Church and State Education in Revolutionary Mexico City
Revolution in Mexico sought to subordinate church to state and push the church out of public life. Nevertheless, state and church shared a concern for the nation's social problems. Until the breakdown of church-state cooperation in 1926, they ignored the political chasm separating them to address those problems through education in order to instill in citizens a new sense of patriotism, a strong work ethic, and adherence to traditional gender roles.
This book examines primary, vocational, private, and parochial education in Mexico City from 1917 to 1926 and shows how it was affected by the relations between the revolutionary state and the Roman Catholic Church. One of the first books to look at revolutionary programs in the capital immediately after the Revolution, it shows how government social reform and Catholic social action overlapped and identifies clear points of convergence while also offering vivid descriptions of everyday life in revolutionary Mexico City.
Comparing curricula and practice in Catholic and public schools, Patience Schell describes scandals and successes in classrooms throughout Mexico City. Her re-creation of day-to-day schooling shows how teachers, inspectors, volunteers, and priests, even while facing material shortages, struggled to educate Mexico City's residents out of a conviction that they were transforming society. She also reviews broader federal and Catholic social action programs such as films, unionization projects, and libraries that sought to instill a new morality in the working class. Finally, she situates education among larger issues that eventually divided church and state and examines the impact of the restrictions placed on Catholic education in 1926.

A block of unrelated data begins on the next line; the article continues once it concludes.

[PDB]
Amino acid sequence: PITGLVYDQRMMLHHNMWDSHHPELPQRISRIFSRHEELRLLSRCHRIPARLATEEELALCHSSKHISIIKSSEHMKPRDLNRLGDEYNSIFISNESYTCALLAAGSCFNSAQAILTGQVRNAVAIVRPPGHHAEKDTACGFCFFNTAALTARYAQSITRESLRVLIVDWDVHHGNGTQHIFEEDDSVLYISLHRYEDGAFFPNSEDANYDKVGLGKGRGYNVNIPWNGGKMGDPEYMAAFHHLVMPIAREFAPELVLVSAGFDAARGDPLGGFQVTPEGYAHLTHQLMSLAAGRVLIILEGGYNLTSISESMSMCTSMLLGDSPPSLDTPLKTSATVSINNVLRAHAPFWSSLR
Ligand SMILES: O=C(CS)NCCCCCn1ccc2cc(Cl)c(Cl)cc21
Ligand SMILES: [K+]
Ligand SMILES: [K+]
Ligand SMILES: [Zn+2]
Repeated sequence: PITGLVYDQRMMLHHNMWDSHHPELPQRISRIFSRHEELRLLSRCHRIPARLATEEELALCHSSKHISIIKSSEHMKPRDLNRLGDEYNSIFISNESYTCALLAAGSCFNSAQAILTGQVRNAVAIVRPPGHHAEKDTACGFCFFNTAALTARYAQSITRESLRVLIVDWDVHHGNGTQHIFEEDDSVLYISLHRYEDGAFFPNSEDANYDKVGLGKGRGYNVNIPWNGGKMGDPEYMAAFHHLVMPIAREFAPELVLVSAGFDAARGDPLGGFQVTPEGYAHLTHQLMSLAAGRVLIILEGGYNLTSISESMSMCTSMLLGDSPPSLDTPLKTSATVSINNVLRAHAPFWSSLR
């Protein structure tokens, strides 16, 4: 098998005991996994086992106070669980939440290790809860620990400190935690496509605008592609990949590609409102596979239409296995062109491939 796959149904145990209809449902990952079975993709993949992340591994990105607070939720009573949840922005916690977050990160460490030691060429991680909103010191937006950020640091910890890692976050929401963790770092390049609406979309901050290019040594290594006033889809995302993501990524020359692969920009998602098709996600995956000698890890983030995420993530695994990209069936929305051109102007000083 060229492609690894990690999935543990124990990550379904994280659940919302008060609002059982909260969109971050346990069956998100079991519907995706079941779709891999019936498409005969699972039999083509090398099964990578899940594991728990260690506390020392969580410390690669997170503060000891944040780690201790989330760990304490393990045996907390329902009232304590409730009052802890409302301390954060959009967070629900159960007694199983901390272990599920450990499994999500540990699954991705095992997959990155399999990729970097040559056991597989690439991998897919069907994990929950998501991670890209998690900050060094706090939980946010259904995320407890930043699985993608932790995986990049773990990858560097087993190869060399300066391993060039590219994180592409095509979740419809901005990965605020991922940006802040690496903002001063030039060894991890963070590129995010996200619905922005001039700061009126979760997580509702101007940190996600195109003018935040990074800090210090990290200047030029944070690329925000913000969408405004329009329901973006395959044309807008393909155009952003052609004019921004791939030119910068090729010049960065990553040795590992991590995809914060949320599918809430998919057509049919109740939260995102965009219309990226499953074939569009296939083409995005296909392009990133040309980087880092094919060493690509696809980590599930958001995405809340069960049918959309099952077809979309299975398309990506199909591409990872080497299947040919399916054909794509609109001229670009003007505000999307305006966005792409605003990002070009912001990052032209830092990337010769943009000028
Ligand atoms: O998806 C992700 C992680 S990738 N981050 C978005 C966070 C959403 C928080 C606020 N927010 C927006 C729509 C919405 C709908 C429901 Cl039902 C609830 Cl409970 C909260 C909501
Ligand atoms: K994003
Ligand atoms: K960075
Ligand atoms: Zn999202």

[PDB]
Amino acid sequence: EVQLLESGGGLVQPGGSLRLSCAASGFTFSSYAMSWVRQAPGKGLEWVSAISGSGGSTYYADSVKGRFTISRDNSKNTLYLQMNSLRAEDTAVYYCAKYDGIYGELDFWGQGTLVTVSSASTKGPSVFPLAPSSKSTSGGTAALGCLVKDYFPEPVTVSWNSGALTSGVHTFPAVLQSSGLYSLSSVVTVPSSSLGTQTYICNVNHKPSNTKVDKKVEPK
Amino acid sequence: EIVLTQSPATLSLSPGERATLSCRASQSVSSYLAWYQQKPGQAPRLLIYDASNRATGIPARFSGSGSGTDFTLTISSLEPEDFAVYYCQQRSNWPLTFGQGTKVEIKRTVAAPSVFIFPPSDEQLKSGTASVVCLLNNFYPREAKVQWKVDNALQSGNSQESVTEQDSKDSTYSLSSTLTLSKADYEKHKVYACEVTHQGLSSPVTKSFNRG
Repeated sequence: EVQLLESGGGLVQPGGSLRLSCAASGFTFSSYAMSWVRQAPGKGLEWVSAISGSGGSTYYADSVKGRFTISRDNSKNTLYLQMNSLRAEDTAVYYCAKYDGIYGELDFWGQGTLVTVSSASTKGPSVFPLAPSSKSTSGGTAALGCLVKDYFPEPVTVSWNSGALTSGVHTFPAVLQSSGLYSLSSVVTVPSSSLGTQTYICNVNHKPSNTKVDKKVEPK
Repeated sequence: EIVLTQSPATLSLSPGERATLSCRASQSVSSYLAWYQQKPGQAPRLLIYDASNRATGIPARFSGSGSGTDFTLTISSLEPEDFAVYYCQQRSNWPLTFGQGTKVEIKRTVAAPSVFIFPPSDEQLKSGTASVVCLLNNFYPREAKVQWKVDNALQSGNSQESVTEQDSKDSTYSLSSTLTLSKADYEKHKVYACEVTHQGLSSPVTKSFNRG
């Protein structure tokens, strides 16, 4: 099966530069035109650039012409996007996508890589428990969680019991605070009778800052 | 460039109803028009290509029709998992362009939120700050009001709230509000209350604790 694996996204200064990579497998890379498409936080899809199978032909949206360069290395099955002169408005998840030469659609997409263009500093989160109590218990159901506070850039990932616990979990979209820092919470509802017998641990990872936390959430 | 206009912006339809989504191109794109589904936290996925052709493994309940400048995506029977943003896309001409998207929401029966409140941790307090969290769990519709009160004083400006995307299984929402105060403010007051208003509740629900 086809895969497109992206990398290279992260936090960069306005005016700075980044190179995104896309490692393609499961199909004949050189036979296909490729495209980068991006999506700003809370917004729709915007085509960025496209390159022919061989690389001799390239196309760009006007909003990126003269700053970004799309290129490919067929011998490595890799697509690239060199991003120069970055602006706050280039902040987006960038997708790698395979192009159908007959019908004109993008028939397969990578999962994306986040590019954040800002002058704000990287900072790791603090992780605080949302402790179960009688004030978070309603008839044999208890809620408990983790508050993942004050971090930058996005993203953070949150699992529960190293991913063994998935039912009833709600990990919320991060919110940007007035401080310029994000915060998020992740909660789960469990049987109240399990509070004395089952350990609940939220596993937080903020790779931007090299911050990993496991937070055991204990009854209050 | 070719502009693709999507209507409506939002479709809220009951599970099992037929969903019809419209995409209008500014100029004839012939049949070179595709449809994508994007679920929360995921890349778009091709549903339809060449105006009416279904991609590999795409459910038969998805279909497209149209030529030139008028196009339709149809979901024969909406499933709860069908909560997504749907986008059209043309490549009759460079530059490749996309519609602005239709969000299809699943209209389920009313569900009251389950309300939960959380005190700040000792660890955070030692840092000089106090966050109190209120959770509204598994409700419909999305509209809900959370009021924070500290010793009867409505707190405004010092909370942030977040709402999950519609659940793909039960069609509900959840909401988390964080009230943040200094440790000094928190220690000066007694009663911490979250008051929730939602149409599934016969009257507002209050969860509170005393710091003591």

Schell sheds new light on the common cause between revolutionary state education and Catholic tradition and provides new insight into the wider issue of the relationship between the revolutionary state and civil society. As the presidency of Vicente Fox revives questions of church involvement in Mexican public life, her study provides a solid foundation for understanding the tenor and tenure of that age-old relationship.
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